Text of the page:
Spellcheck software, such as that in Microsoft Word, is of limited use, because it won’t catch all spelling mistakes. You certainly should run spellcheck on your manuscript, but it’s not sufficient. Let’s consider a few situations in which spellcheck falls short.
A word isn’t the intended word but is a different word and is spelled correctly:
Leaning should be fun.
In this case, the writer means learning rather than leaning, but spellcheck won’t flag the word since leaning is a word and it is spelled correctly. This problem also occurs frequently with homophones—words that sound alike but have different meanings and may have different spellings—such as steaks and stakes.
A word is omitted:
The company plans to sell product in countries.
From context, we may know that the writer was discussing two countries in which consumers might like the product, so he or she intended to say The company plans to sell product in both countries. Spellcheck won’t flag that the word both was omitted. Even the grammar functionality within Word’s spellcheck won’t flag that this intended word was omitted, because the sentence as written is grammatically correct.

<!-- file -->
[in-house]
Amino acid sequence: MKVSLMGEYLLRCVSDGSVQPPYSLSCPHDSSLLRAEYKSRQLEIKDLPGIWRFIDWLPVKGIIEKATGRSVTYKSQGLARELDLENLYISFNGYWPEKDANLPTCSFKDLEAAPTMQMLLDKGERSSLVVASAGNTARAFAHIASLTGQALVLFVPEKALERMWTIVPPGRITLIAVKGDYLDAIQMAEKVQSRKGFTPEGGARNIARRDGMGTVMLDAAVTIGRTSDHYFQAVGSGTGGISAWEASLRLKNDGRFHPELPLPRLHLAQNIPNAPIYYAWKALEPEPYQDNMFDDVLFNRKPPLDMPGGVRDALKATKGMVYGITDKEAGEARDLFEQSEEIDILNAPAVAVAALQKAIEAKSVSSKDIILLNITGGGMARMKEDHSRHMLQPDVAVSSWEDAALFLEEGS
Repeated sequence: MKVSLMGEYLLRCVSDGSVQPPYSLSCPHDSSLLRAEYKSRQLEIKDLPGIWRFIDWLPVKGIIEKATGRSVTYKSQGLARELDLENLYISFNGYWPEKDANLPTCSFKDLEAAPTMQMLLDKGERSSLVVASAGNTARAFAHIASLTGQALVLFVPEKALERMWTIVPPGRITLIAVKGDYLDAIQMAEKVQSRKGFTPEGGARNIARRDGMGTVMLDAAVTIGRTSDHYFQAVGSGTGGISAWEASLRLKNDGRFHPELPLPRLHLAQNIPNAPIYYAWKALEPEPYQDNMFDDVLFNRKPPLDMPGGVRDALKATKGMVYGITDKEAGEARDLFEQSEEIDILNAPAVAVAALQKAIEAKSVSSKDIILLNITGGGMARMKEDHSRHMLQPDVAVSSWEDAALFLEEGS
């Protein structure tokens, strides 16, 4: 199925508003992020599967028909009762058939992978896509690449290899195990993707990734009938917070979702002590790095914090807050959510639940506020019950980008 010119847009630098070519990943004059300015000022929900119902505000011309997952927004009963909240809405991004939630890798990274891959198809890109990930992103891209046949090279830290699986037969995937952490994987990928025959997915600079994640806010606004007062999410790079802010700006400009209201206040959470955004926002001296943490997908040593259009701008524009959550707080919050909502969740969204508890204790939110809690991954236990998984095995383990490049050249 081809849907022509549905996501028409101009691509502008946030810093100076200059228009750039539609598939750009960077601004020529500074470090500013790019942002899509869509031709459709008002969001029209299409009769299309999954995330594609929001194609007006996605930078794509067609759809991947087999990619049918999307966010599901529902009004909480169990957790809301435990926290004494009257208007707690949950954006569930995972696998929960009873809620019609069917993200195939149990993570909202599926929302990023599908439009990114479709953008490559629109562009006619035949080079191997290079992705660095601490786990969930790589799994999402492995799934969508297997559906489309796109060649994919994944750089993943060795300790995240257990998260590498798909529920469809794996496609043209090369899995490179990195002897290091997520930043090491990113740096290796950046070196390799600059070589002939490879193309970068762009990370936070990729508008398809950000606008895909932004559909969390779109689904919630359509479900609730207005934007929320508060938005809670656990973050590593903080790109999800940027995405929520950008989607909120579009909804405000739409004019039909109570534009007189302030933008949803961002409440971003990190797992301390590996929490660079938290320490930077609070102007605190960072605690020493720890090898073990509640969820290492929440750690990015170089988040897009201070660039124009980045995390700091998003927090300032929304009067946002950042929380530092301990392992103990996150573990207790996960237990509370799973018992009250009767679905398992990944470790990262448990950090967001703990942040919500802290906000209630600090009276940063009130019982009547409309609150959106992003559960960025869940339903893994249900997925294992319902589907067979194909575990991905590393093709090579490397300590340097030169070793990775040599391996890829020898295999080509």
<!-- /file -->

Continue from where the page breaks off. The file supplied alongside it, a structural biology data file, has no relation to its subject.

An apostrophe is incorrectly used:
You’re mother likes chocolate.
Since the writer means to indicate possessive (the mother of the person he or she is addressing), the correct spelling is Your rather than You’re. The sentence should read: Your mother likes chocolate. Like homophones, contractions and possessives are frequently confused with each other. It’s/its, you’re/your, and who’s/whose are just a few of these. Spellcheck won’t flag you’re in the example sentence above, because it’s a word and is spelled correctly. The grammar functionality within Word is somewhat more helpful in this situation but still not perfect.